“The mischievous lad who some time since presented a pistol at Her Majesty’s head, and got well whipped for his pains, was found in possession of a collection of lives of celebrated highwaymen, and the various gangs of youthful burglars and would-be highwaymen who have lately appeared in the dock have one and all modelled their career upon the heroes of criminal novels. Only the other day a terrible illustration occurred of the actual effect of this gallows literature upon weak minds. A young man, nineteen years of age, named Westby, shot his father dead at Nottingham, having first murdered a little office boy at the office of the solicitor where he was employed, “merely to strengthen his nerve,” and then took refuge in a fowl-house, where he was captured with a revolver in his possession, with which, as he frankly owned, he intended, when the police came, to shoot as many as possible. The key to this otherwise inexplicable outburst of homicidal fury was afforded by the poor mother’s words :- “My son was very fond of reading, and would sit for hours at his favourite amusement, studying periodicals and sensational literature.” By this “sensational literature” his habits appear to have been formed, and they were eccentric enough. He would not, we are told, “allow anyone to visit his bedroom, which was entered by an opening in the floor. To this opening, he had attached a trapdoor, with bolts, and at night he always fastened himself in. He had also pulled down the bedstead, and had been in the habit of sleeping in a hammock slung up from the roof, while around the walls of the room were a number of pictures of the ‘Life of Dick Turpin,’ &c. A singular collection of cuttings from newspapers was also found in his desk at Mr. Fraser’s office, including recipes for the manufacture of guncotton and other explosives, together with accounts of marvellous adventures. Here is a direct instance of the effects which the modern substitutes for the Newgate Calendar have upon weak intellects and crazy brains.” - Penny Dreadfuls. November 26, 1881.The Saturday Review.

As early as 1841 the Sixth Report of the Inspector of Prisons in England found that a “vast number of boy malefactors, when examined, were found to have been misled by witnessing the performance of such plays as Jack Sheppard.” Chamber’s Edinburgh Journal No. 515, Dec. 11, 1841, covered the report under the title “Felon Literature” and quotes numerous boys testimony to their influence.

An eighteen year old said “I have seen Jack Sheppard performed; I thought he was a capital example for those who followed the trade.” A fourteen year old thought Jack Sheppard was “very nice, and if I was only as clever I would be thought the very best of thieves.” Another; “I had his life, some boy took it from me; most boys have his life.” A twenty-one year old said “..I noticed them picking one another’s pockets on the stage; it gave everyone a great insight how to do it. If I did not know how to do such tricks when I went into the theatre, I am sure I could when I came out.”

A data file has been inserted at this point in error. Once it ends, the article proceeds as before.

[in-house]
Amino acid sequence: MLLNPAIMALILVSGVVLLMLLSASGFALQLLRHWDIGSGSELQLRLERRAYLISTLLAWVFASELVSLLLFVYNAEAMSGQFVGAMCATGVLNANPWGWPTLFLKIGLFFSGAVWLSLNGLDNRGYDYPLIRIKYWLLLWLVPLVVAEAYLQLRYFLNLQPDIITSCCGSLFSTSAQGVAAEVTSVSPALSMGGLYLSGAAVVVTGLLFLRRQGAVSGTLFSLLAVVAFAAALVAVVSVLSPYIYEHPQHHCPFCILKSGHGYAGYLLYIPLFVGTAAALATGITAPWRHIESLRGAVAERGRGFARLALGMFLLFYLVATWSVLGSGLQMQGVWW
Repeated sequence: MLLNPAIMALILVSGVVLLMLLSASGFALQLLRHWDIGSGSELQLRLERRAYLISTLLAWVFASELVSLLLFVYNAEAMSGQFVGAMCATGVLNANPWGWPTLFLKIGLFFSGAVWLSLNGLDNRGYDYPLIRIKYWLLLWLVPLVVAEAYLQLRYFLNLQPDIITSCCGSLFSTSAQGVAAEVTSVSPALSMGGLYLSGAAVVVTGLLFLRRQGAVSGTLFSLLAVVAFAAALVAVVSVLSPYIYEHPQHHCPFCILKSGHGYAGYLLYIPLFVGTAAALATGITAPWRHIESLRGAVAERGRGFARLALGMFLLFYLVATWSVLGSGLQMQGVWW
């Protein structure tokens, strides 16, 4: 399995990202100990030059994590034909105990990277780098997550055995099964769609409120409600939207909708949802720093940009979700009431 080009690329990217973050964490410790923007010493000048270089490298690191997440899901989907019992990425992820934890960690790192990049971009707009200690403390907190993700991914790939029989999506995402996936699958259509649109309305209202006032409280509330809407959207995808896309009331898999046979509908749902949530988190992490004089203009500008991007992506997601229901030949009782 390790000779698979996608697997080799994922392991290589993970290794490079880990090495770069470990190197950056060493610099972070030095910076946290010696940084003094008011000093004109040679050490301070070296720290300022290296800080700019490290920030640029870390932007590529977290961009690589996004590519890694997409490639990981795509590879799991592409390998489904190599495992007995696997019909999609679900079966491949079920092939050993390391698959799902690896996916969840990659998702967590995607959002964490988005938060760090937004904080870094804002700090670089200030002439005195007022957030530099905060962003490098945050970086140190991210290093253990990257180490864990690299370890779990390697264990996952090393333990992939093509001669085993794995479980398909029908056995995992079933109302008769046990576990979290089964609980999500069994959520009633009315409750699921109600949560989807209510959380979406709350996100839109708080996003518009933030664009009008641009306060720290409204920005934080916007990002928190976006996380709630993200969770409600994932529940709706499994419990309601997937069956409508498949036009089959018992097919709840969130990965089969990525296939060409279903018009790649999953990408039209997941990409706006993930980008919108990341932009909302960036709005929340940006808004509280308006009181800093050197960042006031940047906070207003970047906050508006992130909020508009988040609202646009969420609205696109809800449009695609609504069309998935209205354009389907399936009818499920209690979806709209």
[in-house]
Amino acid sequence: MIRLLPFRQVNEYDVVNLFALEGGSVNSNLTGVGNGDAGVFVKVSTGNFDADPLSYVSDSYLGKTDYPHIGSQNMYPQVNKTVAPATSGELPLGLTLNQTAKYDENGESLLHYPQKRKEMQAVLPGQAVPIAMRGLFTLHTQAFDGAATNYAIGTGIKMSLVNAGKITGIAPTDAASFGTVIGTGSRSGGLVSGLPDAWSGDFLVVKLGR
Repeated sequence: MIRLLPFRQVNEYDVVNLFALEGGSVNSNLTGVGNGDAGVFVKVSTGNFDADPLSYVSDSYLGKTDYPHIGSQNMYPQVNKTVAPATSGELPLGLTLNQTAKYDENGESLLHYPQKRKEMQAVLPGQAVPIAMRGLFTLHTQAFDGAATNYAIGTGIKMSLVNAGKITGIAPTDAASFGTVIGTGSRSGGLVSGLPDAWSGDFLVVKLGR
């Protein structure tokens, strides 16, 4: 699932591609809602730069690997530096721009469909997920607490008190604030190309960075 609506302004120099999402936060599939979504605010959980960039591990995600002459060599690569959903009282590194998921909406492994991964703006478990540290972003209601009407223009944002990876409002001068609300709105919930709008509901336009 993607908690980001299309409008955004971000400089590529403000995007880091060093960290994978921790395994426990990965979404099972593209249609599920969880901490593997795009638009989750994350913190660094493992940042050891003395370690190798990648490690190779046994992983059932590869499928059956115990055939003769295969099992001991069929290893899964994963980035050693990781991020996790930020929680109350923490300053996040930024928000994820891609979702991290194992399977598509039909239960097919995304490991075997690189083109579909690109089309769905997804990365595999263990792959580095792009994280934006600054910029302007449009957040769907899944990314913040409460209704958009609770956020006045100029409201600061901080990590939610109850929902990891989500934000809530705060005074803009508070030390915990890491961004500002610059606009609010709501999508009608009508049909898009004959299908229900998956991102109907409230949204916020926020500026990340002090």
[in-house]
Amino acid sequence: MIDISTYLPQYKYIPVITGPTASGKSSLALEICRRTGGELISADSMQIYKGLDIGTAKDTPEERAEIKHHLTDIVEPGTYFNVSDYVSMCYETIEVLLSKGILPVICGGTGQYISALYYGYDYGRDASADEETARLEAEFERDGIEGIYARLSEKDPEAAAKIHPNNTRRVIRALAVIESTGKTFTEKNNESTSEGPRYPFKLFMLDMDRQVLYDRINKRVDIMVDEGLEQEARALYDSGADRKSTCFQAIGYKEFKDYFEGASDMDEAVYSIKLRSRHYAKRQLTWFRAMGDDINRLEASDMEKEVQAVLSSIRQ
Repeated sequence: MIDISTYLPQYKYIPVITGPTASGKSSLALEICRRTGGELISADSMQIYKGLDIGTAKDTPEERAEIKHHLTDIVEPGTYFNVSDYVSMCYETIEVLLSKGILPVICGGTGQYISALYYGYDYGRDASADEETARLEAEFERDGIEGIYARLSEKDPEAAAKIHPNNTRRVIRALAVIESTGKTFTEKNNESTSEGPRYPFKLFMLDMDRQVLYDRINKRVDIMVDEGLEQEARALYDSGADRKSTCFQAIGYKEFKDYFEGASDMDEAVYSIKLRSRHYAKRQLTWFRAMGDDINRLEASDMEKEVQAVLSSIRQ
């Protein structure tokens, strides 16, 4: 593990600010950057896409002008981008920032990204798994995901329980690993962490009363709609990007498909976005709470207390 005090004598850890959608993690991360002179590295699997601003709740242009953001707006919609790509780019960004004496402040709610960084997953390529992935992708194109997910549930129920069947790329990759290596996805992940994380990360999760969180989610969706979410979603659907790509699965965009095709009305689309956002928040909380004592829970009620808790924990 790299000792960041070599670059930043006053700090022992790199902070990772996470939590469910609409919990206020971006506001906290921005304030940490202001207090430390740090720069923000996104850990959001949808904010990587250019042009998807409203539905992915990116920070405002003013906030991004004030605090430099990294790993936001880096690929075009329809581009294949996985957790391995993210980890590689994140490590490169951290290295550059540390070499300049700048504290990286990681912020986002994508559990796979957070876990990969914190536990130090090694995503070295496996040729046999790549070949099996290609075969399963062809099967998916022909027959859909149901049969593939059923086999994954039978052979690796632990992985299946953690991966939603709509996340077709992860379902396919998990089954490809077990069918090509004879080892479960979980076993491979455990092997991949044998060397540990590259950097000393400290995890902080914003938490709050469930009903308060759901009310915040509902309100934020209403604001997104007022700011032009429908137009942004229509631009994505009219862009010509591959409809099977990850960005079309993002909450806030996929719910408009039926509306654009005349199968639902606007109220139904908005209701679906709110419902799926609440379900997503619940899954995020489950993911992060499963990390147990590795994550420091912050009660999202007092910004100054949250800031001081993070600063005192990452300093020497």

One eighteen year old identified as J. H. had just entered into the fifth year of his apprenticeship when he came across a “Life” of Jack Sheppard. He then saw the play, probably in a penny gaff, it “excited in my mind an inclination to imitate him; the part was well acted at the play. I read how he got into places; and I had a wish to try if I could do the same. The play made the greatest impression on my mind. A few weeks after I saw the play, I committed the first robbery. When the scene is hoisted, he is carving his name upon a beam which goes across the shop. I wrote ‘Jack Sheppard’ on the shop-beam, just as it was in the play. It occurred to my mind that this trade was like my own- a carpenter. I often thought about it when I was at work. J. and me were always talking about it at the shop. Sheppard used to follow carding, and that set us ‘agaite.’ (After reciting various robberies committed by himself and his companions, this lad says) :- We continued to talk about Jack Sheppard, and we were getting like Jack and his companions. I am quite convinced that if I had never seen the play, I should never have got into this trouble. The play did me far more harm than the book. We did these things for the name of the thing; we were not short of money.”

James Greenwood, “The Amateur Casual,” in The Seven Curses of London, cautions against taking such tales at face value. “A talent for gammoning “Lady Green,” as the prison chaplain is irreverently styled, is highly appreciated among the thieving fraternity.” Greenwood toured the boys wing of the gaol with a governor known by the boys to blame penny dreadfuls for their pernicious influence. All boys when asked would say “It was them there penny numbers what I used to take in, sir,” and receive a pat on the head and an homily for his troubles.

Considering the terrible lives they led boys really had no need to blame the penny dreadfuls. The Bee-Hive, a working man’s newspaper reported the following sad story in 1870;